Many think the Kremlin itself was behind the poisoning, and are concerned by the rising influence of the FSB, successor to the KGB: Putin is a former member of the KGB, as is his likely successor, Sergei Ivanov. The railways, the largest oil company, the second-largest bank and the largest military industrial company are all controlled by the FSB, which, in effect, has created a perfect capitalist oligarchy for itself.

This political situation "doesn't make doing business in Russia any easier for foreign investors", as a source at one of the largest UK companies in Russia admits. The relationship with the West has become so bad it is beginning to impact on foreign investors' business relationships. Although the EU has strong trade links with Russia and is the biggest buyer of Russian gas, the worsening political relationship is causing strains. Professor Jonathan Stern, expert on Russian energy at the Oxford Institute for Energy Studies, predicts that relations will become so bad that the EU will have no choice but to find alternative sources of energy.

This bad atmosphere hurts Russian companies too. They have claimed that they face 'Russo-phobia' when they expand abroad and try to buy assets in Western markets. Gazprom has complained that the Italian government discriminated against it in a recent auction for gas suppliers, and Severstal said the same when its bid to buy a stake in Arcelor failed last year. The Russian government has made much of the principle of reciprocity in trade relations with the West. Arkady Dvorkovich, special economic advisor to Putin, said at a recent conference: "If Russian companies find resistance to gaining access to European or American markets, unfortunately we will have to respond in a similar way."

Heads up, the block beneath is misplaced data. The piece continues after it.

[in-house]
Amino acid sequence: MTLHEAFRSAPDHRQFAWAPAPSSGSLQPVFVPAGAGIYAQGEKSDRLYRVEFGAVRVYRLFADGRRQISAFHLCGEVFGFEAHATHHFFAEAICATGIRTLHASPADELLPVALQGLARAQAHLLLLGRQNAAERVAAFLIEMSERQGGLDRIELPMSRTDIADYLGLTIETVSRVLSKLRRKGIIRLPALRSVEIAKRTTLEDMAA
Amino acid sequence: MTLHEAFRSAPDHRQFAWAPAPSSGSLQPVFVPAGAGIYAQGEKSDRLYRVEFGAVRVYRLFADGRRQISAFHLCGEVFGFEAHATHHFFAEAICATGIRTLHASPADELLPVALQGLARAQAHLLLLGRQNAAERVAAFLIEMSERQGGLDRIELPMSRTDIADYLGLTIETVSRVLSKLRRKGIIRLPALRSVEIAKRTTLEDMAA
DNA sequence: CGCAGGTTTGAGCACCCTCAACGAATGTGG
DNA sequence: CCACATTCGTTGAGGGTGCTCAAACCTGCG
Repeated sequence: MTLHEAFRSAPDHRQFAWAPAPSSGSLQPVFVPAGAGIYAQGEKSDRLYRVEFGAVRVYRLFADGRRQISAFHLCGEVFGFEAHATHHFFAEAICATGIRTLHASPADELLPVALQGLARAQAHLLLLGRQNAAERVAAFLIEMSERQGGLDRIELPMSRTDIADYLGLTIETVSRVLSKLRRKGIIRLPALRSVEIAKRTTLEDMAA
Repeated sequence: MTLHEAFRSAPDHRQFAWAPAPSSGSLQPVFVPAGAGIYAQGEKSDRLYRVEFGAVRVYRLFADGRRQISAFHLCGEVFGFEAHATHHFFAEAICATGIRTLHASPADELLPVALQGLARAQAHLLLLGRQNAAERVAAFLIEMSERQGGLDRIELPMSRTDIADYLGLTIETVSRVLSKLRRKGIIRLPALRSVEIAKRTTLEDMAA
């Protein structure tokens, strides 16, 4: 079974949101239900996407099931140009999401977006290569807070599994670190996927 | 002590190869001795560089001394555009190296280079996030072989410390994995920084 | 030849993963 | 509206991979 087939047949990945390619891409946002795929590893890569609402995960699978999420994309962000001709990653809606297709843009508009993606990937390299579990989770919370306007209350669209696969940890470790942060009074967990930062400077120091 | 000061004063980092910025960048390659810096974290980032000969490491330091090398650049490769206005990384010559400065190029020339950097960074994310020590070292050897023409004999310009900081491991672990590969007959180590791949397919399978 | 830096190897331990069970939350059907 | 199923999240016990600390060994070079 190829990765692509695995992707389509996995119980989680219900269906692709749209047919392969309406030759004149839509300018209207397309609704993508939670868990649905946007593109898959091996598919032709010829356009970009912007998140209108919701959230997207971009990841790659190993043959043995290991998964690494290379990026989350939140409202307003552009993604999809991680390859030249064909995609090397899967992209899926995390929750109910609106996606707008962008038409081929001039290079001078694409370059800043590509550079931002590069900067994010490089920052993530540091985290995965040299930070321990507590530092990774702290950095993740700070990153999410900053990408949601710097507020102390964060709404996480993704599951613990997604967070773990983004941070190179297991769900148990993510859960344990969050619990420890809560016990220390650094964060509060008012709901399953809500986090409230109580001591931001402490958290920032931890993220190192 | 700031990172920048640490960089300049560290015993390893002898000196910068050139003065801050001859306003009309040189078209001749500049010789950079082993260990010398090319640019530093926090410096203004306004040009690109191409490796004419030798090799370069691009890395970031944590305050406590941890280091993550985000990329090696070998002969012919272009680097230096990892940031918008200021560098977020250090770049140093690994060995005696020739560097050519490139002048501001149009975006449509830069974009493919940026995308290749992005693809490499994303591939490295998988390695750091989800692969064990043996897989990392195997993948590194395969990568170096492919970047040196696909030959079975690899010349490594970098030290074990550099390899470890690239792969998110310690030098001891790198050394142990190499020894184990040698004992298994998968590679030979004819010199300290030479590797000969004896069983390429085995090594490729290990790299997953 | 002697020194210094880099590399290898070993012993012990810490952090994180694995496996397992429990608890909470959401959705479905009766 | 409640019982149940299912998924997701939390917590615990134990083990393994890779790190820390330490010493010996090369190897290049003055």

In fact, in the domestic market it's increasingly unclear if the Russian government wants or needs foreign investment. As Cliff Kupchan, director, Europe and Eurasia, at political risk consultancy Eurasia Group, says: "This is a country with over $300 billion in reserves. It's not short of money." The three largest banks in Russia - Sberbank, Vneshtorgbank and Gazprombank - are all state-owned, with Sberbank alone accounting for about 40% of deposits. Foreign banks account for barely 10% of assets.

The Kremlin has supported the rise of 'national champions' - large conglomerates that are either directly controlled by the state, with top bureaucrats on their boards, or controlled by tycoons loyal to the Kremlin. Examples include United Aircraft Corporation, oil company Rosneft, Vneshtorgbank and military industrial conglomerate Rosoboronexport, which appears to be buying up assets in almost every sector. The thinking is that these national champions will be better able to compete internationally, and thus to project Russian power abroad. They enjoy competitive advantages over other companies, such as state guarantees on borrowing and capital injections from the state budget for acquisitions.